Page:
On October 16, 2018, the poly (ADP-ribose) polymerase (PARP) inhibitor talazoparib (Talzenna) was approved for the treatment of patients with deleterious or suspected deleterious germline BRCA-mutated, HER2-negative locally advanced or metastatic breast cancer.1,2
Patients must be selected for therapy based on a U.S. Food and Drug Administration (FDA)-approved companion diagnostic for talazoparib. The FDA also approved the BRACAnalysis CDx test to identify patients with breast cancer with deleterious or suspected deleterious germline BRCA-mutated who are eligible for talazoparib.
Supporting Efficacy Data
Approval was based on findings in the phase III open-label EMBRACA trial (ClinicalTrials.gov identifier NCT01945775), in which 431 patients (2:1) with germline BRCA-mutated HER2‑negative locally advanced or metastatic breast cancer were randomly assigned 2:1 to receive talazoparib at 1 mg daily (n = 287) or physician’s choice of chemotherapy (n = 144; capecitabine, eribulin [Halaven], gemcitabine, or vinorelbine).2,3 Patients were required to have received no more than three prior cytotoxic chemotherapy regimens for locally advanced or metastatic disease and had to have received treatment with an anthracycline or a taxane (unless contraindicated) in the neoadjuvant, adjuvant, or metastatic setting. Randomization was stratified by prior use of chemotherapy for metastatic disease, triple-negative disease status, and history of central nervous system (CNS) metastasis.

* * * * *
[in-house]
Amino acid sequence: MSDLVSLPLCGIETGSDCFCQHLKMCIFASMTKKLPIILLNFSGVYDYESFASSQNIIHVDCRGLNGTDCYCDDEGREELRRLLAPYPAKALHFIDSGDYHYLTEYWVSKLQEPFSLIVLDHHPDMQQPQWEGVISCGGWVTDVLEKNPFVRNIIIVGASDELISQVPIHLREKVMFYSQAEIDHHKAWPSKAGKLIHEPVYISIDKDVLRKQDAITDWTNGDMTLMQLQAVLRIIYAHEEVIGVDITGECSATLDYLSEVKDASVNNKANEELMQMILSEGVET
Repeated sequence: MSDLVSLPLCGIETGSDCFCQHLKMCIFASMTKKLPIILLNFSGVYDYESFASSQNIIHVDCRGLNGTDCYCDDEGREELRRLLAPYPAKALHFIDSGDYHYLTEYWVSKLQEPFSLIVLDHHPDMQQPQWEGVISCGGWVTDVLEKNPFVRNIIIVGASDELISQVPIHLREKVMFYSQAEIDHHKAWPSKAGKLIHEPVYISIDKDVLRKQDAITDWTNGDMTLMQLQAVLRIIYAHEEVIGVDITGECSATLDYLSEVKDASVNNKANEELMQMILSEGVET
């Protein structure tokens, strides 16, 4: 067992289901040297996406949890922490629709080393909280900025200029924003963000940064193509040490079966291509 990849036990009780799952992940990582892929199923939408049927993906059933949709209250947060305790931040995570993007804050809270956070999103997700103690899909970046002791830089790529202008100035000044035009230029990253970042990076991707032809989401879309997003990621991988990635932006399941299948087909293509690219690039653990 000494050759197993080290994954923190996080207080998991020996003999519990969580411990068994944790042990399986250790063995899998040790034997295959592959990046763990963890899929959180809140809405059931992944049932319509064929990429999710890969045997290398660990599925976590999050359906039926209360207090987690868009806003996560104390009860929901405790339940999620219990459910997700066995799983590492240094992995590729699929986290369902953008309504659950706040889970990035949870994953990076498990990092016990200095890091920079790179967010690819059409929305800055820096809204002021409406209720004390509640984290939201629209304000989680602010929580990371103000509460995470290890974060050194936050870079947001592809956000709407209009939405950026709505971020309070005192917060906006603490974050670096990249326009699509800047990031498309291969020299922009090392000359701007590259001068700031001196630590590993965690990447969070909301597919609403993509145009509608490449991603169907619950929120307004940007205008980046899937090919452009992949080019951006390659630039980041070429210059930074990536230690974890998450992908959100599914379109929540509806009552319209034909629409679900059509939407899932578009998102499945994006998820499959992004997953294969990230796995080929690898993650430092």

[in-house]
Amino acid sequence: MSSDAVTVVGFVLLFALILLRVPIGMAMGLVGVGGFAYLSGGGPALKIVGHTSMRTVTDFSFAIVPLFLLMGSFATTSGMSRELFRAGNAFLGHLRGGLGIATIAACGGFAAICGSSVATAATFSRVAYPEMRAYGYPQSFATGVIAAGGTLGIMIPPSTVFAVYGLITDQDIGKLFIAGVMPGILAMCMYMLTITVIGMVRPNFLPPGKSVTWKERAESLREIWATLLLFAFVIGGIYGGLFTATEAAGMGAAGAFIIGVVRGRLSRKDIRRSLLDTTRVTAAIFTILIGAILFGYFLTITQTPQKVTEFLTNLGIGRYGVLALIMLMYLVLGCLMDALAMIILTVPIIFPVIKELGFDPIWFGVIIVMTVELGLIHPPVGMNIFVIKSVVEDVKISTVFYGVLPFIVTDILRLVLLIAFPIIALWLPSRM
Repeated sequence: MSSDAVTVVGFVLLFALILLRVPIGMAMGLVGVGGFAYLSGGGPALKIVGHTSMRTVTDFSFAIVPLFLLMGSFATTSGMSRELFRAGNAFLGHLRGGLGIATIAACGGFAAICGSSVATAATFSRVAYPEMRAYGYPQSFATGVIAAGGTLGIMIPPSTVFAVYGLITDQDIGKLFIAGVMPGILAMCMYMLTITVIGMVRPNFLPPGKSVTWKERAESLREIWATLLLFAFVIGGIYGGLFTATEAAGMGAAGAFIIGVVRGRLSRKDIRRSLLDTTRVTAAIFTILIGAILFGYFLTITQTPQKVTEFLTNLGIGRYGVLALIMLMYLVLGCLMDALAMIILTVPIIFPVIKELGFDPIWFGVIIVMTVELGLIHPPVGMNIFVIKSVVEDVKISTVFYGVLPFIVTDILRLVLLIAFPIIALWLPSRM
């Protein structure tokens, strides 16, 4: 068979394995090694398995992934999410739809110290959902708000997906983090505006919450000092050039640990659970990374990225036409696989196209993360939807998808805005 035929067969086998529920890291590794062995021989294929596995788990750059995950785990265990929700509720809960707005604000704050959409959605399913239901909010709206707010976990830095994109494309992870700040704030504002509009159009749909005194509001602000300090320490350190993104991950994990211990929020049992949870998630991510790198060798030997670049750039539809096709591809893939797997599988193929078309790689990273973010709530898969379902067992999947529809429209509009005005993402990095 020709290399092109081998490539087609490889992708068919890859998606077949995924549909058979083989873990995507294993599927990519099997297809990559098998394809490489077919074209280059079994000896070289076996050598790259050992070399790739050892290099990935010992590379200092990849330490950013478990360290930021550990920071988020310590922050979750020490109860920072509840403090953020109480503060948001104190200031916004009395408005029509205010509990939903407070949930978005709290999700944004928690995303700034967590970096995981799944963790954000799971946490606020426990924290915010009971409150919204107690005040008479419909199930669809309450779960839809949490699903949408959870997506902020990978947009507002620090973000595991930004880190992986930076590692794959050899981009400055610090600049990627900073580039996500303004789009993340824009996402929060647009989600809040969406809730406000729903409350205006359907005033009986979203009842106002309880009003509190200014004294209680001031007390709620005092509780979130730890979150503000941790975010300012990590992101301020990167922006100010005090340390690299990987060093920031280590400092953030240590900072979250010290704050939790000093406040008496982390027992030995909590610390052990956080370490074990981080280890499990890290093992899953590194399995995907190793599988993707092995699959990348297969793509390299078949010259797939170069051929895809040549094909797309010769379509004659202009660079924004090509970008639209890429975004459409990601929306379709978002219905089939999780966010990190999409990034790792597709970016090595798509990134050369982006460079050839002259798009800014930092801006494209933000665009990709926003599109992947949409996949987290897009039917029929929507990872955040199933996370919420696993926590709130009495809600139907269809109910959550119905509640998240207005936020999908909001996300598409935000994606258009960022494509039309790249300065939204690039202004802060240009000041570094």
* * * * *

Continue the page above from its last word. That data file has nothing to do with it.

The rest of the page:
Talazoparib has warnings/precautions for myelodysplastic syndrome/acute myeloid leukemia, myelosuppression, and embryofetal toxicity.
In the talazoparib group, 91% had received prior taxane therapy and 85% had received prior anthracycline therapy in any setting, with 16% of the talazoparib group and 21% of patients in the chemotherapy group having received prior platinum treatment in any setting. The median number of prior cytotoxic regimens for patients with advanced breast cancer was 1; 38% had received no prior cytotoxic regimens for advanced or metastatic disease, 37% received 1, 20% received 2, and 5% received 3 or more prior cytotoxic regimens.
The primary endpoint was progression-free survival according to Response Evaluation Criteria in Solid Tumors, version 1.1, on blinded independent central review. Median progression-free survival was 8.6 months in the talazoparib group vs 5.6 months in the chemotherapy group (hazard ratio [HR] = 0.54, P < .0001). Results were consistent across stratification factors.
Among 219 vs 114 patients with measurable disease, overall response rates were 50.2% vs 18.4%, and median durations of response were 6.4 vs 3.9 months. Overall survival data were not mature at the time of analysis.
How It Works
Talazoparib is an inhibitor of PARP enzymes, including PARP1 and PARP2, which play a role in DNA repair. Studies in cancer cell lines that harbored defects in DNA repair genes, including BRCA1 and BRCA2, have shown that talazoparib-induced cytotoxicity may involve inhibition of PARP enzymatic activity and increased formation of PARP-DNA complexes, resulting in DNA damage, decreased cell proliferation, and apoptosis. Talazoparib antitumor activity was observed in xenograft breast cancer tumor models expressing mutated or wild-type BRCA1 and BRCA2.
How It Is Used
Patients must be selected for the treatment of advanced breast cancer with talazoparib based on the presence of germline BRCA mutations, as detected by an FDA-approved companion diagnostic.